“I left that to the student’s discretion. We had previously used hypothetical narratives to explore some of the issues that the founders debated during the Constitutional Convention. It was a way to add a visceral dimension to our discussion. Thierry chose to cast his issue in the form of speculative current-day fiction.”

Hove snorted. “I hardly consider the blatant call for a revolt from within the armed services an acceptable form of self-expression, even if it is done in the guise of a homework assignment. Using a minor to express a sentiment that is clearly in violation of the law is no more honorable than using a child to transport illegal drugs!”

Davis leaned forward and locked eyes with the congressman. “And yet you don’t find a problem with manipulating minors with taxpayer-funded propaganda and invasive school visits into enlisting with the military so that they can be sent to kill? Your party made certain that students do not have rights, so that they cannot protest, and then the military voids their rights for the duration of their enlistment, which can now be extended indefinitely. I see no difference between that, and selling a child into slavery, which is another issue that the founders struggled with. Some of them, anyway.”

Simington raised a finger toward Hove and quietly told him to wait his turn to speak. Then she turned her attention back to Davis. “I apologize for my colleague’s outburst. But since he has brought it up, I do want to ask about the scenario that your student sketched out. A lot of heated debate has filled the airwaves and the Internet about the issue that Mr. Vlandoc attempted to address. What is your understanding about the purpose behind the mass desertion he advocated?”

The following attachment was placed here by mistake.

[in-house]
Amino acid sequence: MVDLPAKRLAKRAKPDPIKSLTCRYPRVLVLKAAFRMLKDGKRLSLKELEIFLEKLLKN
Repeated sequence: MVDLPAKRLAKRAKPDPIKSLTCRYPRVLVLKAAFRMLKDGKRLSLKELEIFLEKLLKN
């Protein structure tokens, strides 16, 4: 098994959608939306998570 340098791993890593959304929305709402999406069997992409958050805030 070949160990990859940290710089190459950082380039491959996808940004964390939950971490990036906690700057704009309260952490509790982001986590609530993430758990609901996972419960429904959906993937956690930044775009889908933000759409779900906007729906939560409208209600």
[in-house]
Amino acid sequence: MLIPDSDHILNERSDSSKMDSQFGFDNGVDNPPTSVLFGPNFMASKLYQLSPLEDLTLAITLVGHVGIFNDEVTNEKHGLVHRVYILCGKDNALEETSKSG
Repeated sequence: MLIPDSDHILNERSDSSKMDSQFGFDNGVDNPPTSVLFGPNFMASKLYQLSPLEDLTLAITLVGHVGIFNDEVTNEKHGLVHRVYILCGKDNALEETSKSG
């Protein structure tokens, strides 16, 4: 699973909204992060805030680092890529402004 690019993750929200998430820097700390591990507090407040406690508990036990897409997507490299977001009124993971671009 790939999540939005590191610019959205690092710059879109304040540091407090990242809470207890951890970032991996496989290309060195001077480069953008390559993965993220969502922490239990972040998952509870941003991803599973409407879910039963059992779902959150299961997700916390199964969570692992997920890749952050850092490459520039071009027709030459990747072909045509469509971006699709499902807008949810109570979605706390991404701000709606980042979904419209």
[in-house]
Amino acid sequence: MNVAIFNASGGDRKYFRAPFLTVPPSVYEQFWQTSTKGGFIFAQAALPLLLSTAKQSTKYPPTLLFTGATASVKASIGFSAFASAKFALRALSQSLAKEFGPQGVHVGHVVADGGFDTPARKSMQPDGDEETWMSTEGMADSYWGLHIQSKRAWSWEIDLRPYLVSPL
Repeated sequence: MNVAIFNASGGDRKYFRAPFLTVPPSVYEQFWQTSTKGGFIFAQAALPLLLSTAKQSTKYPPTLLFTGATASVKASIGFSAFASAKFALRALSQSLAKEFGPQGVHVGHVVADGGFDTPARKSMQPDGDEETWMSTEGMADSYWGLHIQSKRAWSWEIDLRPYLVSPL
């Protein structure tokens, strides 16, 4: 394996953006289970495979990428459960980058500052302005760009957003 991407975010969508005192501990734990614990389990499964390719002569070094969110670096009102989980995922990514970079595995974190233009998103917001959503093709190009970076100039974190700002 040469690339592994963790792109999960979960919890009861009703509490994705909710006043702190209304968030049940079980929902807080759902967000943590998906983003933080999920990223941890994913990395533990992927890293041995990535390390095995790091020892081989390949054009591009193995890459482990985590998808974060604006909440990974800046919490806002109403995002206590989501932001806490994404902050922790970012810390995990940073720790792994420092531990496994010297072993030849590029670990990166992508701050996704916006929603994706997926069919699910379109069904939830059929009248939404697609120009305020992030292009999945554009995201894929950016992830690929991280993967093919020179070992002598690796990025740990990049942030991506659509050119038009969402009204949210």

A dozen electronic shutters caught the play of expressions across Davis’ face as he prepared to speak. The line of photographers on the floor in front of the dais tensed in expectation, ready to catch the day’s money-shot.

“There are actually several aspects to it, but the one that I think was his centerpiece comes from the Declaration of Independence. He had been very interested in Jefferson’s assertion that our government derives its powers from the consent of the governed. In fact, the class had gotten sidetracked on this issue when Thierry asked what the citizens’ recourse would be if that consent was no longer given.”